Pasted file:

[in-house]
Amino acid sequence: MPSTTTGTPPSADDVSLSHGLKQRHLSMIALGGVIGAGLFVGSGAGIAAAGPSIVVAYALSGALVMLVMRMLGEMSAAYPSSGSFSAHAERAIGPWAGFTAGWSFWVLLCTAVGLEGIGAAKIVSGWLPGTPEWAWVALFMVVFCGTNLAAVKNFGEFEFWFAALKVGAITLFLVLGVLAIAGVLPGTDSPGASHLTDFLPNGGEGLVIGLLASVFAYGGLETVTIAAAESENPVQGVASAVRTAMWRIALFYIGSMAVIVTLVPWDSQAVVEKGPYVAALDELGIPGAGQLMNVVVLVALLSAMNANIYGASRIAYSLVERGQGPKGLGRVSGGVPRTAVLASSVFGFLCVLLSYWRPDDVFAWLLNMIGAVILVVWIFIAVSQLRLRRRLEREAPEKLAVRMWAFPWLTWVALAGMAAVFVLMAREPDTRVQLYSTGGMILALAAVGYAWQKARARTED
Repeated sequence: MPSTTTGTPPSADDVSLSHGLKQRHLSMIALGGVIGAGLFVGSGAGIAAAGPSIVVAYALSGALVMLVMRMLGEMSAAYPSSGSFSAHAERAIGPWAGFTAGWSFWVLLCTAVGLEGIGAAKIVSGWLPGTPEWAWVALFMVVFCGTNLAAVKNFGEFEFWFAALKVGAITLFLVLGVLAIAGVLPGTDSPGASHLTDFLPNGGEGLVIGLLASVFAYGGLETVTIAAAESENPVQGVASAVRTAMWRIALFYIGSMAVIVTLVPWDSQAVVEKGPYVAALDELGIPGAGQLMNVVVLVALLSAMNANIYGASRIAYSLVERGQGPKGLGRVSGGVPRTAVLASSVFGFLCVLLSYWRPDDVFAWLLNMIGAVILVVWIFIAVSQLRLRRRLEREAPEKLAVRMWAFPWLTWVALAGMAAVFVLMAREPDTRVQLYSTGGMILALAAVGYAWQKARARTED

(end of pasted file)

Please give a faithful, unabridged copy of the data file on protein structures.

[in-house]
Amino acid sequence: MPSTTTGTPPSADDVSLSHGLKQRHLSMIALGGVIGAGLFVGSGAGIAAAGPSIVVAYALSGALVMLVMRMLGEMSAAYPSSGSFSAHAERAIGPWAGFTAGWSFWVLLCTAVGLEGIGAAKIVSGWLPGTPEWAWVALFMVVFCGTNLAAVKNFGEFEFWFAALKVGAITLFLVLGVLAIAGVLPGTDSPGASHLTDFLPNGGEGLVIGLLASVFAYGGLETVTIAAAESENPVQGVASAVRTAMWRIALFYIGSMAVIVTLVPWDSQAVVEKGPYVAALDELGIPGAGQLMNVVVLVALLSAMNANIYGASRIAYSLVERGQGPKGLGRVSGGVPRTAVLASSVFGFLCVLLSYWRPDDVFAWLLNMIGAVILVVWIFIAVSQLRLRRRLEREAPEKLAVRMWAFPWLTWVALAGMAAVFVLMAREPDTRVQLYSTGGMILALAAVGYAWQKARARTED
Repeated sequence: MPSTTTGTPPSADDVSLSHGLKQRHLSMIALGGVIGAGLFVGSGAGIAAAGPSIVVAYALSGALVMLVMRMLGEMSAAYPSSGSFSAHAERAIGPWAGFTAGWSFWVLLCTAVGLEGIGAAKIVSGWLPGTPEWAWVALFMVVFCGTNLAAVKNFGEFEFWFAALKVGAITLFLVLGVLAIAGVLPGTDSPGASHLTDFLPNGGEGLVIGLLASVFAYGGLETVTIAAAESENPVQGVASAVRTAMWRIALFYIGSMAVIVTLVPWDSQAVVEKGPYVAALDELGIPGAGQLMNVVVLVALLSAMNANIYGASRIAYSLVERGQGPKGLGRVSGGVPRTAVLASSVFGFLCVLLSYWRPDDVFAWLLNMIGAVILVVWIFIAVSQLRLRRRLEREAPEKLAVRMWAFPWLTWVALAGMAAVFVLMAREPDTRVQLYSTGGMILALAAVGYAWQKARARTED